Q: Please tell me you have a photo of the green leotard that I can include in this blog. Please oh please!

Dionne: I wish I did. But it’s only a hardcopy and framed at my house.

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{ 19 comments… read them below or add one }

LK Fan September 28, 2012 at 7:32 am

Hey Hollicks, this is a fantastic q and a. We really have a great time with your blog and we hope you put up a lot more of these sorts of articles about the actors! It’s so cool! How about some of the musicians too? Nothing against the actors, we love learning about them too! Looking forward to lots more from the Hollicks!

Lion King Fanatic :)

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Angela September 29, 2012 at 3:20 pm

Hi LKF! As always, it’s great hearing from you. We plan on putting up more interviews with actors as well as the behind-the-scenes personnel. Thanks for your commenting, as always!

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ANGELIQUE September 28, 2012 at 11:05 am

THIS IS SOOOOOO FUNNY!!!!! I LOVE READING ALL THE ACTORS BACKSTORIES. WHAT IF HE WAS MUFASA UP IN SPACE LOL!!!!!!

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Angela September 29, 2012 at 3:21 pm

That would be something Angelique! If he was Mufasa in outer space, then Disney probably bought out NASA! Hahaha!

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Janet September 28, 2012 at 2:27 pm

Amazing insight into Mufasa! We saw the show in St. Louis and are obsessed with it now. Best of luck on your many of travels and we are now fans of your blog.

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Angela September 29, 2012 at 3:23 pm

Thanks so much Janet! You can read some of our St. Louis entries, like our visit to the Magic House and some fave dining spots – check out our archives link above. We are looking forward to hearing from you more!

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steve mccarthy September 28, 2012 at 4:24 pm

great interview!

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Angela September 29, 2012 at 3:23 pm

You know it Steve!

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Pico September 28, 2012 at 4:36 pm

Illuminating piece! I feel like I may have seen that performance at Busch Gardens years ago. It was superb :)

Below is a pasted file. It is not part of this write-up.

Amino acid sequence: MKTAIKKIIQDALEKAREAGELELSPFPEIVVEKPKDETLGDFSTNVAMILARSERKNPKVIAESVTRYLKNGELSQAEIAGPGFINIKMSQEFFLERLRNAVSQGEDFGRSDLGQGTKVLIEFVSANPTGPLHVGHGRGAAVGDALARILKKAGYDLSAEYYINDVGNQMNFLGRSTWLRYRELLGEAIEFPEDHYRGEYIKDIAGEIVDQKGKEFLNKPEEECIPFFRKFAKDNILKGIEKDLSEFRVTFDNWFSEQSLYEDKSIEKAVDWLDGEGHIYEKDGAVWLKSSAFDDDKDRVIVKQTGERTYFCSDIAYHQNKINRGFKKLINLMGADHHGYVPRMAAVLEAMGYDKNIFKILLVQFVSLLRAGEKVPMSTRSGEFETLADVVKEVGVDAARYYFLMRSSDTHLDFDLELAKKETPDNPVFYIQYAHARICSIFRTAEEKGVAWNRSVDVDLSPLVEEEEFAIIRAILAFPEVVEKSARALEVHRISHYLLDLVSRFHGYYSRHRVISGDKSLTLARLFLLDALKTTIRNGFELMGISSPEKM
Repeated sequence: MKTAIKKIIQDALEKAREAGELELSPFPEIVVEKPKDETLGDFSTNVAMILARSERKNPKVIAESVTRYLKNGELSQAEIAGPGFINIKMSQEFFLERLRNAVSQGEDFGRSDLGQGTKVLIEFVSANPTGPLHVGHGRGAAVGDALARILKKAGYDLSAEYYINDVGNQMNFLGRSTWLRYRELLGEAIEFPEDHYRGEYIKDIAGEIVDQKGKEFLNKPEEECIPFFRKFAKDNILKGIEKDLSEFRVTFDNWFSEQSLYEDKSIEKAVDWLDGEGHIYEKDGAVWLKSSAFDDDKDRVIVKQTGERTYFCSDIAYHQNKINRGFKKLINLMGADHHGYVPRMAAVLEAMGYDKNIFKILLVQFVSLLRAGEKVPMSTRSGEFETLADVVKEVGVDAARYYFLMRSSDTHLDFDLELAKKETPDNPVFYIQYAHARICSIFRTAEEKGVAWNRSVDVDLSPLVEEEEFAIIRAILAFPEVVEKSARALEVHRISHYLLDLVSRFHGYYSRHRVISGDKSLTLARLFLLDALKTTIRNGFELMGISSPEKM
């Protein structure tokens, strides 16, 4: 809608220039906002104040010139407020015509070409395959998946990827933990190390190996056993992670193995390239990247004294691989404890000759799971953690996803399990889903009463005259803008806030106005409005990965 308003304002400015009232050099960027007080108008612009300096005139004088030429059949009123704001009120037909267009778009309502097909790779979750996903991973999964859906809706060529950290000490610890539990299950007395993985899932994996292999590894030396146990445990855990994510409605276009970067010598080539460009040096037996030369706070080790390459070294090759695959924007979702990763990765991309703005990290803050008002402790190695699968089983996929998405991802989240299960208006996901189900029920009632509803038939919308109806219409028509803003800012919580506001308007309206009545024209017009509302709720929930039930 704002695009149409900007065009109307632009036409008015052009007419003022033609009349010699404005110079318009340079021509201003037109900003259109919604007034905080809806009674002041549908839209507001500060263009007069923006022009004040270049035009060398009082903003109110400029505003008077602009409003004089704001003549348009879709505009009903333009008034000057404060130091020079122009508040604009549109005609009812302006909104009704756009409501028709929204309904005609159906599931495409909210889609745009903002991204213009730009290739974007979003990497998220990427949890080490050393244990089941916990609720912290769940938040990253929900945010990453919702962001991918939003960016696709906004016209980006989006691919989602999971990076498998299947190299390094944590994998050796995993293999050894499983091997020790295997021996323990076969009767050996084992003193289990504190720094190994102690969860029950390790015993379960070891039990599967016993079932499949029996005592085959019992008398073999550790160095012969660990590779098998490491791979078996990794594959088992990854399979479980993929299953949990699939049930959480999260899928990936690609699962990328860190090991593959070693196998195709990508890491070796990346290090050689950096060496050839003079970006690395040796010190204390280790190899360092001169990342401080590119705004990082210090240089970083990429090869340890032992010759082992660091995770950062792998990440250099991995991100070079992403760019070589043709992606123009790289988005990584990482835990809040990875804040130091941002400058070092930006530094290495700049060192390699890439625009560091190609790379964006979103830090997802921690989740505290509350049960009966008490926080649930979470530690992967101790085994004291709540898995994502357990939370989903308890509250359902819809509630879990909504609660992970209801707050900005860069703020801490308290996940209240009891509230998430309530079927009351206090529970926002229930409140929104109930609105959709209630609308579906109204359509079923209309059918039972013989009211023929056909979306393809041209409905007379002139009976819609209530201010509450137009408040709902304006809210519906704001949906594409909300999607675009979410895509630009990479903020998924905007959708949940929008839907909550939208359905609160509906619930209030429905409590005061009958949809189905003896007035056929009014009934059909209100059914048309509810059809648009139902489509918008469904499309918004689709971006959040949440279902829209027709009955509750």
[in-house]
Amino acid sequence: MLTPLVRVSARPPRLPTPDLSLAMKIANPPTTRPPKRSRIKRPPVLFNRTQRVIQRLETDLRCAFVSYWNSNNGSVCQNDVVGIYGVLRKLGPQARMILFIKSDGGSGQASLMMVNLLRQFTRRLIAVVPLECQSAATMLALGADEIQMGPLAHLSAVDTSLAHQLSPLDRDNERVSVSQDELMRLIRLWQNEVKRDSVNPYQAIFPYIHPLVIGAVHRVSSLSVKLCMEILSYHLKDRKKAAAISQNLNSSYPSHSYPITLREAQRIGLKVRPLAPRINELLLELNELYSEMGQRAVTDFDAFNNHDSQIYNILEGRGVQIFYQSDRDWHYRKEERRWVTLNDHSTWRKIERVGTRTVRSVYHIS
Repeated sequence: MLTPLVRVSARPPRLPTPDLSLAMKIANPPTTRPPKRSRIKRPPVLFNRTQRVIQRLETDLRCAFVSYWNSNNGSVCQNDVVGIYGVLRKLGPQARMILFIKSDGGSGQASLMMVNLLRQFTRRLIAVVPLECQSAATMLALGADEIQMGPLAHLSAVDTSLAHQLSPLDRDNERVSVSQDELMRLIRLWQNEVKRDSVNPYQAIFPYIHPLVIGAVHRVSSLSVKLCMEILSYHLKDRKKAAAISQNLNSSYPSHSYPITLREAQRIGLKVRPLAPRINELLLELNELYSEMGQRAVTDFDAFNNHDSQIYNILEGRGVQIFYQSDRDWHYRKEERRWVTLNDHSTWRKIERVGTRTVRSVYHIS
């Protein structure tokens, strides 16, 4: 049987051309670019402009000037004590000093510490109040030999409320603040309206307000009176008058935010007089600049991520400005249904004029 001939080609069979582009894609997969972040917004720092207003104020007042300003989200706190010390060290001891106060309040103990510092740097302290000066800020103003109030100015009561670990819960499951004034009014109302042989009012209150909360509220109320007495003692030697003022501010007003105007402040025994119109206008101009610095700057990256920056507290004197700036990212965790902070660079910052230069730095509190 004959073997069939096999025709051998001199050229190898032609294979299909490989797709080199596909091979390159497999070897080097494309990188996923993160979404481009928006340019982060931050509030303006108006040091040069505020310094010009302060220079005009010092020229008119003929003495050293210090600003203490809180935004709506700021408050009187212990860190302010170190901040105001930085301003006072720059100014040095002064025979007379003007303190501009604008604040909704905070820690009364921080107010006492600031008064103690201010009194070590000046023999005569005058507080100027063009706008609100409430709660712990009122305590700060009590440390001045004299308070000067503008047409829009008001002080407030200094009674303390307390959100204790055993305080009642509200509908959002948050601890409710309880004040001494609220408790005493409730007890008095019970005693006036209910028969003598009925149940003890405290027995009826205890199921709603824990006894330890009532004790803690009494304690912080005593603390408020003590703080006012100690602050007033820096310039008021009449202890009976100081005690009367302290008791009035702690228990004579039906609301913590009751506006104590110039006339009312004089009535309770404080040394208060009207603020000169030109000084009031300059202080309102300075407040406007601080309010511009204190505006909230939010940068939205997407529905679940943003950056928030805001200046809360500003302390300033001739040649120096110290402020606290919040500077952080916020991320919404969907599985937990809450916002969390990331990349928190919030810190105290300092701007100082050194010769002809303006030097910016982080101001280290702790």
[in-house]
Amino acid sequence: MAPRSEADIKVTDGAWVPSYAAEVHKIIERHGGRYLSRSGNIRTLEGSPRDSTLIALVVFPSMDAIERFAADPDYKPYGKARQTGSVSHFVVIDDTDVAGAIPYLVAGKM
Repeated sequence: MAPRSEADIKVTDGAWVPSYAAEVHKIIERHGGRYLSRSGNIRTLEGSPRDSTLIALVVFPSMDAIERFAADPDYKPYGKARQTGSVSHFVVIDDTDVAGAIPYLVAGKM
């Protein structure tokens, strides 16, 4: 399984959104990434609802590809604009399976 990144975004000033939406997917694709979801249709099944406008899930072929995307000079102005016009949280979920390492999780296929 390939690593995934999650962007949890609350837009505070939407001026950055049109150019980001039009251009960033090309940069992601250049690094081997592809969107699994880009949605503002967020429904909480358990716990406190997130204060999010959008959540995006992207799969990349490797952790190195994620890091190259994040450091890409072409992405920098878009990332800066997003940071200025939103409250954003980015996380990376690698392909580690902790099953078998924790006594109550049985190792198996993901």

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Angela September 29, 2012 at 3:24 pm

Pico I will pay you for video of that performance! Haha! I’m sure Dionne would like it for his collection too!

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Phyllis Hammel September 28, 2012 at 4:52 pm

Dear Dionne, I saw the Lion King last week and loved you so much! Bravo!! You were amazing! I want to see the show 100 more times now!!! You now have a fan for life! Come back to Wichita anytime!

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Susan M. September 28, 2012 at 5:40 pm

So funny!!!!

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Angela September 29, 2012 at 3:24 pm

The Lion King cast is full of characters Susan! They are all so funny in their own way. Thanks for commenting!

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Kat September 28, 2012 at 5:53 pm

Really enjoyed reading this one!

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Angela September 29, 2012 at 3:25 pm

Glad you liked it Kat!

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Simon September 29, 2012 at 12:02 pm

Really fun read! this sort of stuff is so fascinating to us non-drama folks!

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Angela September 29, 2012 at 3:25 pm

We are so happy to share all these tidbits with everyone — thanks for your comment Simon!

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S Garcia September 29, 2012 at 2:34 pm

My fam saw Lion king in New York last easter…….what a show! great job doing the show everywhere you go ……..you bring such joy to millions …. . santana garcia

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Angela September 29, 2012 at 3:26 pm

Santana, we are happy to be part of such an extraordinary show. Thank you so much for commenting!